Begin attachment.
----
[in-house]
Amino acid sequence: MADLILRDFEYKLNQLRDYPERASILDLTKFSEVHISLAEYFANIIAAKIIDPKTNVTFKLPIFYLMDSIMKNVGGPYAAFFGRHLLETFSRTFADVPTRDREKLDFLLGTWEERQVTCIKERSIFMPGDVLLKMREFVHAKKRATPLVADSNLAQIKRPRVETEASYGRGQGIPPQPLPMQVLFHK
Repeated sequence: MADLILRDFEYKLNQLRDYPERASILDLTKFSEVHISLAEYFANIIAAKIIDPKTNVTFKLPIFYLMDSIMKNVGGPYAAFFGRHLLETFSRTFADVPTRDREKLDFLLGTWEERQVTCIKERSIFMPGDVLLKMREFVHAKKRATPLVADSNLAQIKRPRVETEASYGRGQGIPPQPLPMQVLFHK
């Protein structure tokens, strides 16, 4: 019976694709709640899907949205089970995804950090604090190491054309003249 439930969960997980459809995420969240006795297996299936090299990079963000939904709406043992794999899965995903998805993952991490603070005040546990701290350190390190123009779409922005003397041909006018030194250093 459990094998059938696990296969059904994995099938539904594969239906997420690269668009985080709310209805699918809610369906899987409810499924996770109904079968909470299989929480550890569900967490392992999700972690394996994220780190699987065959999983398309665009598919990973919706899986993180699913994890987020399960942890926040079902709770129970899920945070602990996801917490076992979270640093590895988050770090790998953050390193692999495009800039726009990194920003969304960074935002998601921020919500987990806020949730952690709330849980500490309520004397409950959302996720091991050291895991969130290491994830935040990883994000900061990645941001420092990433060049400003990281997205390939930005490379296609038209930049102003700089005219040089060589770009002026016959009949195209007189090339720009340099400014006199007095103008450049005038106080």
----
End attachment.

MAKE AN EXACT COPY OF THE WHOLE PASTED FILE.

[in-house]
Amino acid sequence: MADLILRDFEYKLNQLRDYPERASILDLTKFSEVHISLAEYFANIIAAKIIDPKTNVTFKLPIFYLMDSIMKNVGGPYAAFFGRHLLETFSRTFADVPTRDREKLDFLLGTWEERQVTCIKERSIFMPGDVLLKMREFVHAKKRATPLVADSNLAQIKRPRVETEASYGRGQGIPPQPLPMQVLFHK
Repeated sequence: MADLILRDFEYKLNQLRDYPERASILDLTKFSEVHISLAEYFANIIAAKIIDPKTNVTFKLPIFYLMDSIMKNVGGPYAAFFGRHLLETFSRTFADVPTRDREKLDFLLGTWEERQVTCIKERSIFMPGDVLLKMREFVHAKKRATPLVADSNLAQIKRPRVETEASYGRGQGIPPQPLPMQVLFHK
């Protein structure tokens, strides 16, 4: 019976694709709640899907949205089970995804950090604090190491054309003249 439930969960997980459809995420969240006795297996299936090299990079963000939904709406043992794999899965995903998805993952991490603070005040546990701290350190390190123009779409922005003397041909006018030194250093 459990094998059938696990296969059904994995099938539904594969239906997420690269668009985080709310209805699918809610369906899987409810499924996770109904079968909470299989929480550890569900967490392992999700972690394996994220780190699987065959999983398309665009598919990973919706899986993180699913994890987020399960942890926040079902709770129970899920945070602990996801917490076992979270640093590895988050770090790998953050390193692999495009800039726009990194920003969304960074935002998601921020919500987990806020949730952690709330849980500490309520004397409950959302996720091991050291895991969130290491994830935040990883994000900061990645941001420092990433060049400003990281997205390939930005490379296609038209930049102003700089005219040089060589770009002026016959009949195209007189090339720009340099400014006199007095103008450049005038106080």